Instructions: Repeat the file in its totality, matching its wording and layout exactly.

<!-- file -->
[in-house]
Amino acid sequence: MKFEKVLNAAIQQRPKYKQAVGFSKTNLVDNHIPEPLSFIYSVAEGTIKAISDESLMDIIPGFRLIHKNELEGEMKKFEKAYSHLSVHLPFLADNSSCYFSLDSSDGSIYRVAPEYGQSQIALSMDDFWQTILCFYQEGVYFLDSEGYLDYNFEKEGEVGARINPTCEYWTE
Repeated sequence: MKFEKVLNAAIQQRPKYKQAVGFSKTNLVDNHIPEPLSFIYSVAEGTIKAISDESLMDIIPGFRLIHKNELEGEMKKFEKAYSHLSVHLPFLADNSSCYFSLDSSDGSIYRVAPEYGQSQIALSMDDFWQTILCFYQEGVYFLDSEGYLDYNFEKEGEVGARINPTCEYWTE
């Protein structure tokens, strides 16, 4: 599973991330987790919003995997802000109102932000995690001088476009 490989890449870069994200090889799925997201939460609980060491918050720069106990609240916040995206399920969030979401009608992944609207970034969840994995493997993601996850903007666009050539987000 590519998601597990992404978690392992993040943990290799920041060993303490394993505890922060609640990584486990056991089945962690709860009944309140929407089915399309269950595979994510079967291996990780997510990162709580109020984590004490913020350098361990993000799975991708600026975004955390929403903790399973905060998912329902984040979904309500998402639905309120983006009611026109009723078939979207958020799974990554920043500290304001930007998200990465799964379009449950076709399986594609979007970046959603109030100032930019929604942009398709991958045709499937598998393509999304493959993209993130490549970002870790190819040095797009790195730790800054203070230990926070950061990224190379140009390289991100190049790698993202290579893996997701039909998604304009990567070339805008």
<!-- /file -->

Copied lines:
[in-house]
Amino acid sequence: MKFEKVLNAAIQQRPKYKQAVGFSKTNLVDNHIPEPLSFIYSVAEGTIKAISDESLMDIIPGFRLIHKNELEGEMKKFEKAYSHLSVHLPFLADNSSCYFSLDSSDGSIYRVAPEYGQSQIALSMDDFWQTILCFYQEGVYFLDSEGYLDYNFEKEGEVGARINPTCEYWTE
Repeated sequence: MKFEKVLNAAIQQRPKYKQAVGFSKTNLVDNHIPEPLSFIYSVAEGTIKAISDESLMDIIPGFRLIHKNELEGEMKKFEKAYSHLSVHLPFLADNSSCYFSLDSSDGSIYRVAPEYGQSQIALSMDDFWQTILCFYQEGVYFLDSEGYLDYNFEKEGEVGARINPTCEYWTE
């Protein structure tokens, strides 16, 4: 599973991330987790919003995997802000109102932000995690001088476009 490989890449870069994200090889799925997201939460609980060491918050720069106990609240916040995206399920969030979401009608992944609207970034969840994995493997993601996850903007666009050539987000 590519998601597990992404978690392992993040943990290799920041060993303490394993505890922060609640990584486990056991089945962690709860009944309140929407089915399309269950595979994510079967291996990780997510990162709580109020984590004490913020350098361990993000799975991708600026975004955390929403903790399973905060998912329902984040979904309500998402639905309120983006009611026109009723078939979207958020799974990554920043500290304001930007998200990465799964379009449950076709399986594609979007970046959603109030100032930019929604942009398709991958045709499937598998393509999304493959993209993130490549970002870790190819040095797009790195730790800054203070230990926070950061990224190379140009390289991100190049790698993202290579893996997701039909998604304009990567070339805008």